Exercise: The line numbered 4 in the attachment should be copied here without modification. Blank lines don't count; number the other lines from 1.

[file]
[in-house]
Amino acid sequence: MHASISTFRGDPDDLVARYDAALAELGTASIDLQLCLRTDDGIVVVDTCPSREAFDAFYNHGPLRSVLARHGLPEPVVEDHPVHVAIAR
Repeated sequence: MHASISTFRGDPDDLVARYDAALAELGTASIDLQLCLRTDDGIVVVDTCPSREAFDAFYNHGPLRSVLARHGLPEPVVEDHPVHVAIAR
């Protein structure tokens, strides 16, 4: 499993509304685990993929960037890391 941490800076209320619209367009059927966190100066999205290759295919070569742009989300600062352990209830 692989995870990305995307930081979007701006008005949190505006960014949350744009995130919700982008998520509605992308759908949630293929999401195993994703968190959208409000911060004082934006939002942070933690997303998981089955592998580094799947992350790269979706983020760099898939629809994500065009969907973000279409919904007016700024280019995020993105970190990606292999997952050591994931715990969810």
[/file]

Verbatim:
């Protein structure tokens, strides 16, 4: 499993509304685990993929960037890391 941490800076209320619209367009059927966190100066999205290759295919070569742009989300600062352990209830 692989995870990305995307930081979007701006008005949190505006960014949350744009995130919700982008998520509605992308759908949630293929999401195993994703968190959208409000911060004082934006939002942070933690997303998981089955592998580094799947992350790269979706983020760099898939629809994500065009969907973000279409919904007016700024280019995020993105970190990606292999997952050591994931715990969810």